I'll run through the main points of what I want to say during the livestream 3 times or more.

I practice planned Toastmasters speeches 10 times, before a meeting.

The preparation always pays off.

I practiced a training livestream I gave to a few friends on Discord 2 times before I gave it. It was an early training about ChatGPT.

The video ended up going mini-viral, peaking around 30K views.

While going viral isn’t typical, it speaks to how preparation (even just a little bit) can greatly increase your odds of giving a good performance on game day.


Want to feel like you absolutely crushed it after your next public talk?

Practice more!

Entrepreneurship Education

Teaching and livestreaming prepared me for the ultimate public speaking test: entrepreneurship.

When you run your own business, every decision is yours to make, every consequence yours to own.

The ability to communicate like a champion is a tremendously powerful weapon in your arsenal.

None of these is more powerful than having a concise elevator pitch.

You should be able to describe what you do and what you represent to a stranger within 30 seconds or less.

30 seconds or less!? Really Keith?

Yes. People are busy. And even if they're not really busy, they're busy appearing to be busy. Either way that doesn't leave much time for you to potentially disrupt their day with your ideas.

That's why you need to be prepared.

Here's a sample dialogue with my elevator pitch:

Person: "Keith, what do you do for a living?"

Me: "I run my own business."

Person: "What kind of business is it?"

Me: "It's a digital media business. I'm a writer and podcaster. I've written a few books and I create work online that helps others and aligns with my personal mission statement, which is to connect human cultures through education, technology, and story."

Person: "Wow. What's your book about?"

I've had the above conversation in many forms dozens of times over the past 2 or 3 years.

Most of the time, it doesn't lead anywhere, but sometimes it does. You never know.

What's your elevator pitch?

Do you have one?

If you're an entrepreneur (or thinking about becoming one) you should begin practicing it the next time you meet someone new.

The first few times will feel awkward.

You might even feel a stab of nervousness as you publicly claim to another real person who you are or what you aspire to be (I know I did).

But it will pass.

Do it enough times, then you will become that vision that you see in your head to others.

That's a super powerful feeling.

Panicky to President

I won the presidency, but I had no idea I was running.

At a Toastmasters officer meeting in May 2023, I was informed by the other officers that they had chosen me to be the president of the club.

I wasn't surprised.

My club consists of American and Japanese members. As someone who's not only an active member, but also can speak English and a decent amount of Japanese, I was a natural choice.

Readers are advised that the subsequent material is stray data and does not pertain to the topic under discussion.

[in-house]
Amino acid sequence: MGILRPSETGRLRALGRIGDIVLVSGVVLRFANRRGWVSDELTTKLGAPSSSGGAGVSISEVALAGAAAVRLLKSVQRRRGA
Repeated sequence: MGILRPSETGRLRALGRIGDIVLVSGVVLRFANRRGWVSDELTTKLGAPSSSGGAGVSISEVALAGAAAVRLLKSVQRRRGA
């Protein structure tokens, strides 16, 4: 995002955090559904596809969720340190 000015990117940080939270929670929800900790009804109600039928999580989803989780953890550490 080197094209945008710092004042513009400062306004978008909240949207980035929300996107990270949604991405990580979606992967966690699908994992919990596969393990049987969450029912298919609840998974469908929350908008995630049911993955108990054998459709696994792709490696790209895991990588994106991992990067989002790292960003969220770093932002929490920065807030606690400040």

In July 2023, I formally accepted the role of President of the Oki Orators Toastmasters club.

This was my acceptance speech.


Although Toastmasters is not a well-known organization, it is still an opportunity to lead and grow my public speaking skills further.

After reading this, I hope you understand that the man you see in the above video wasn't made overnight.

Yes, I possessed some natural ability to speak in front of others, but it didn't get me very far.

Most of my proficiency was carefully crafted through disciplined training, thoughtful experimentation, and a whole lot of failure.

You can become a confident communicator. You can feel more comfortable with your audience, your message, and yourself.

It starts by believing that what you have to say has value, is important, and could be potentially life-changing for the person or people on the receiving end.

Once you do that, there's no limit the number or nature of relationships you can build.

I hope you enjoyed this read.

One of the fastest ways to improve your public speaking skills is to get feedback from someone who cares.

You can do that by joining a local Toastmasters chapter (if you're Okinawa, look up the Oki Orators!)

I also offer 1-on-1 coaching, designed to help you rapidly sharpen your message and gain the confidence to deliver it effectively to others.

If you're interested, find more information here.

Finally, helping others find fulfillment through creativity is one of my goals. One way I do that is through my newsletter The Creative Futurist.

Get access to exclusive training and opportunities to connect with other visionary creatives. Read more here.


Keith Hayden is an author, creative business consultant, and entrepreneur. He is the founder of Hayden Academy Collective (HAC) Studios. A media education company that aims to provide tools and training to aspiring and seasoned creators.